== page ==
'Absolute Clusterf-k': Inside the Denial and Dysfunction of Trump's Coronavirus Task Force - 2020-04-13
On February 24th, Dr. Duane Caneva, the chief medical officer at the Department of Homeland Security, sent an urgent email with the subject line "Red Dawn Breaking Bad" to a small group of doctors, epidemiologists, public-health officials, and pandemic experts. For more than a month, the scientists on the email chain had been tracking a deadly new virus that was ripping its way through Southeast Asia.
The people on the Red Dawn email chain ranged from local health officials in Texas and California to senior-level doctors at the U.S. Army, the CDC, the Department of Health and Human Services, and the State Department. Some of them had worked together in the White House in the mid-2000s. They had helped write President Bush's 2007 national strategic plan for a flu pandemic and had advised President Obama on his response to the 2009 H1N1 outbreak. (The Red Dawn title was an inside joke referring to the 1984 B movie in which the Soviet Union invades America.)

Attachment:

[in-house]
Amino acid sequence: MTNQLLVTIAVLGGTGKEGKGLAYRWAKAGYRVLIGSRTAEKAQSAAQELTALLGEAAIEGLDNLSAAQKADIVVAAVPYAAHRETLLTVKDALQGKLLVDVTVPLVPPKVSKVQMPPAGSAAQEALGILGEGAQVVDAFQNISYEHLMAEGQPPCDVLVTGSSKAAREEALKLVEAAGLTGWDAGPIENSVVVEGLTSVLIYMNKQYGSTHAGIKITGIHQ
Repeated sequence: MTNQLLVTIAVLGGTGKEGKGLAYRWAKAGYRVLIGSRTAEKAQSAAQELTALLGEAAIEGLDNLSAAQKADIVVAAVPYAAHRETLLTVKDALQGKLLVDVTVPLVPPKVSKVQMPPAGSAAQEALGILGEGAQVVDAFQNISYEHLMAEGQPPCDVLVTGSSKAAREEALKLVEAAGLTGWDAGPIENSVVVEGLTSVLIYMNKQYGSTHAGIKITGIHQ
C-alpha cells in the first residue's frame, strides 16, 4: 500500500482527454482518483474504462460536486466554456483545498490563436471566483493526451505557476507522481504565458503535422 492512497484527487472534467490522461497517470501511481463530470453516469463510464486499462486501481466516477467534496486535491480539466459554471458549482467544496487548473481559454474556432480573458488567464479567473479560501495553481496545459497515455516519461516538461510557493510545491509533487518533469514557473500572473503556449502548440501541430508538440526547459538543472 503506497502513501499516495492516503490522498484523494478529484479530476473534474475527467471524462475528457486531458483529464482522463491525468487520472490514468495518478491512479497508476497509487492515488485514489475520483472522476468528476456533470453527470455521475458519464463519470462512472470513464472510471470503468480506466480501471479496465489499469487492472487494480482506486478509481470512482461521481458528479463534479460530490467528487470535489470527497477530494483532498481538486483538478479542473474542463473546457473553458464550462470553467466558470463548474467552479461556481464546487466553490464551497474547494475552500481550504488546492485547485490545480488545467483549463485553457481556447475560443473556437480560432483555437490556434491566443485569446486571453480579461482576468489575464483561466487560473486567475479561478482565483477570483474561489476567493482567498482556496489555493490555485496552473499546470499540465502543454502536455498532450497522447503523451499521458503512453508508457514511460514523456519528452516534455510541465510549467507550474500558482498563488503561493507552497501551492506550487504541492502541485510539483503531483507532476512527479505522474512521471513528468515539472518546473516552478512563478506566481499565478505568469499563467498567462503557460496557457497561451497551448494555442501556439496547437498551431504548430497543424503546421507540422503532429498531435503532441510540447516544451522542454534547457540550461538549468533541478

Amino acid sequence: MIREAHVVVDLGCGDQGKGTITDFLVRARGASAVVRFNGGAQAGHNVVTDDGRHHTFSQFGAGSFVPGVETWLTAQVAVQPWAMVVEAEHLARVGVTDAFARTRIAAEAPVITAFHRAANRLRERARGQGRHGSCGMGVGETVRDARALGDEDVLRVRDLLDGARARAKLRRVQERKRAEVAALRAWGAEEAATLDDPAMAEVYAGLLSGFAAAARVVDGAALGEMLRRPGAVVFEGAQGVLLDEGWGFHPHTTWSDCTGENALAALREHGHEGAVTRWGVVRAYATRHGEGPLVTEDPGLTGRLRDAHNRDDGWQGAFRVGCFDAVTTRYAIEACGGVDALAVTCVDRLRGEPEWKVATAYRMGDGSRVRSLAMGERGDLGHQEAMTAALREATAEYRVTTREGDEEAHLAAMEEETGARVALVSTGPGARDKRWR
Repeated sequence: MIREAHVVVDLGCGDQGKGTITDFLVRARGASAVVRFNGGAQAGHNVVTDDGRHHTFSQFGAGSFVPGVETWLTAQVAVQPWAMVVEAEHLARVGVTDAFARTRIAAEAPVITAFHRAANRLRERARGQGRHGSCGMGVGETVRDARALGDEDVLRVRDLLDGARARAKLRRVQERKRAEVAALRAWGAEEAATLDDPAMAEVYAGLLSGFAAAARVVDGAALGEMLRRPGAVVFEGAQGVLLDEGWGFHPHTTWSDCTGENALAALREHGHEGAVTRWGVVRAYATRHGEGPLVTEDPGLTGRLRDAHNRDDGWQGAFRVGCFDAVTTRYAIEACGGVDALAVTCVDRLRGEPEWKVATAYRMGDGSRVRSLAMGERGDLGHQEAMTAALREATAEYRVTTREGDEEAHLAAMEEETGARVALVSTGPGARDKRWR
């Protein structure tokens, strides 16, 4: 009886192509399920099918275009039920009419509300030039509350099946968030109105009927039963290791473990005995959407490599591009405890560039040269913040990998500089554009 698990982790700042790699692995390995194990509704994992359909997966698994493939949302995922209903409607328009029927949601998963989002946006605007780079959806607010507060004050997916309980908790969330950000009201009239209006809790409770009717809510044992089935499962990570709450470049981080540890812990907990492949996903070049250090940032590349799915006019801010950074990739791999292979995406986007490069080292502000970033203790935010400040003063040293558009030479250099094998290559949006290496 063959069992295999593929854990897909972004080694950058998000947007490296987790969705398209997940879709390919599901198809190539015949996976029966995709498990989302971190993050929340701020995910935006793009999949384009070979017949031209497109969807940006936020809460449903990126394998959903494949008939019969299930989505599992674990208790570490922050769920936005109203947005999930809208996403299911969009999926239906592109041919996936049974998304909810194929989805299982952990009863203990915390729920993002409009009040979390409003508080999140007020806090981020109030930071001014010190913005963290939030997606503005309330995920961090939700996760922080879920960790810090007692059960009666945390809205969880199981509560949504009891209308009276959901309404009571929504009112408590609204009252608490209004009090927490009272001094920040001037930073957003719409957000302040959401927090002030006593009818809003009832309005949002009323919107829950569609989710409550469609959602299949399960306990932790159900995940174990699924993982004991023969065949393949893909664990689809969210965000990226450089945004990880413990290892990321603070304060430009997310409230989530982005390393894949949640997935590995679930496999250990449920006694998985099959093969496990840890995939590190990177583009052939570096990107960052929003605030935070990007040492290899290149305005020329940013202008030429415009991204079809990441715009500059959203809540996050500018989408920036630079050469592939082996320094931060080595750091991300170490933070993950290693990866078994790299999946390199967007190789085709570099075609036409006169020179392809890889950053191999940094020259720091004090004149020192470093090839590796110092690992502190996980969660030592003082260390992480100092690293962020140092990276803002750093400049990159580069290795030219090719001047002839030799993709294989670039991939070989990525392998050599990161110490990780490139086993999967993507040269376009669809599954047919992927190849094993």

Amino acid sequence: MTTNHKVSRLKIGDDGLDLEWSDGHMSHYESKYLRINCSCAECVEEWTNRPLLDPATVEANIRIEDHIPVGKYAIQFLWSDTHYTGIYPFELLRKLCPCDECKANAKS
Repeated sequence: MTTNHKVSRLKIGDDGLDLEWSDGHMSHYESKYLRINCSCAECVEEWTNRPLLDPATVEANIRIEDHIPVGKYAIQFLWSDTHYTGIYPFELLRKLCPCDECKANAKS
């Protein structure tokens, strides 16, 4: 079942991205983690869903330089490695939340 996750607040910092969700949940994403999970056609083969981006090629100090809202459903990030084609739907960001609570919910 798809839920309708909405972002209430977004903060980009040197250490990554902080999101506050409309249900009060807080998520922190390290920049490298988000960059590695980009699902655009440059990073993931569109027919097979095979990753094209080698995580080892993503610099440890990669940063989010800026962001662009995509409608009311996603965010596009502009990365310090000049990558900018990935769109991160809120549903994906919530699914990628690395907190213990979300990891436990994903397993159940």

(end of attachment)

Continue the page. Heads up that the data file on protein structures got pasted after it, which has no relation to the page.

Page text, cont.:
By late February, the sense of alarm in the emails was palpable, as new coronavirus cases were reported in Singapore, Hong Kong, South Korea, Japan, and Italy. One of the White House veterans on the chain was a pandemic expert named Dr. Carter Mecher, who is now a senior adviser at the Department of Veterans Affairs. Mecher got into the habit of waking up at 4:30 a.m. and combing the internet for data to help him understand this new virus and what might happen if it made it to America.